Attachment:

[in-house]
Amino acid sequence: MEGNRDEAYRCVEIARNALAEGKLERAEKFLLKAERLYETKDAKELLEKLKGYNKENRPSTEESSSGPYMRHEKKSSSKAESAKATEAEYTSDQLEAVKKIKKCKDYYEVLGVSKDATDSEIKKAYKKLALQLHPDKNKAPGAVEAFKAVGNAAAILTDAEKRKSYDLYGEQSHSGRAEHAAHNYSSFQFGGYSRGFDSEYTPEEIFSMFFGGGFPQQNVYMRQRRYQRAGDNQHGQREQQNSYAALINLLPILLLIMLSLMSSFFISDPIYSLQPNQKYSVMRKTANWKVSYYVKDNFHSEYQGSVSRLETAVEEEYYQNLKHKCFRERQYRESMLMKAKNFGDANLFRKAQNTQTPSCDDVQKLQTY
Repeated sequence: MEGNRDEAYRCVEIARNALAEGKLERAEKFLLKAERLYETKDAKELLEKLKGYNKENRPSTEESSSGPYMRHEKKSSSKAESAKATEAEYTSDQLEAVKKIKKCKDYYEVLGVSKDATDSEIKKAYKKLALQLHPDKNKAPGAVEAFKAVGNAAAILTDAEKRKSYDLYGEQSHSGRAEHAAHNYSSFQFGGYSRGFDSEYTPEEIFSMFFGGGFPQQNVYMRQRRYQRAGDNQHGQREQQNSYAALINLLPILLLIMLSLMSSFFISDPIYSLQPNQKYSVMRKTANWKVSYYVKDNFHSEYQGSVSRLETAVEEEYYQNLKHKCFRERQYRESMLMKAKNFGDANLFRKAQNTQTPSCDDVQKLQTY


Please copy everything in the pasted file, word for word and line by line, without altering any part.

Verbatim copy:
[in-house]
Amino acid sequence: MEGNRDEAYRCVEIARNALAEGKLERAEKFLLKAERLYETKDAKELLEKLKGYNKENRPSTEESSSGPYMRHEKKSSSKAESAKATEAEYTSDQLEAVKKIKKCKDYYEVLGVSKDATDSEIKKAYKKLALQLHPDKNKAPGAVEAFKAVGNAAAILTDAEKRKSYDLYGEQSHSGRAEHAAHNYSSFQFGGYSRGFDSEYTPEEIFSMFFGGGFPQQNVYMRQRRYQRAGDNQHGQREQQNSYAALINLLPILLLIMLSLMSSFFISDPIYSLQPNQKYSVMRKTANWKVSYYVKDNFHSEYQGSVSRLETAVEEEYYQNLKHKCFRERQYRESMLMKAKNFGDANLFRKAQNTQTPSCDDVQKLQTY
Repeated sequence: MEGNRDEAYRCVEIARNALAEGKLERAEKFLLKAERLYETKDAKELLEKLKGYNKENRPSTEESSSGPYMRHEKKSSSKAESAKATEAEYTSDQLEAVKKIKKCKDYYEVLGVSKDATDSEIKKAYKKLALQLHPDKNKAPGAVEAFKAVGNAAAILTDAEKRKSYDLYGEQSHSGRAEHAAHNYSSFQFGGYSRGFDSEYTPEEIFSMFFGGGFPQQNVYMRQRRYQRAGDNQHGQREQQNSYAALINLLPILLLIMLSLMSSFFISDPIYSLQPNQKYSVMRKTANWKVSYYVKDNFHSEYQGSVSRLETAVEEEYYQNLKHKCFRERQYRESMLMKAKNFGDANLFRKAQNTQTPSCDDVQKLQTY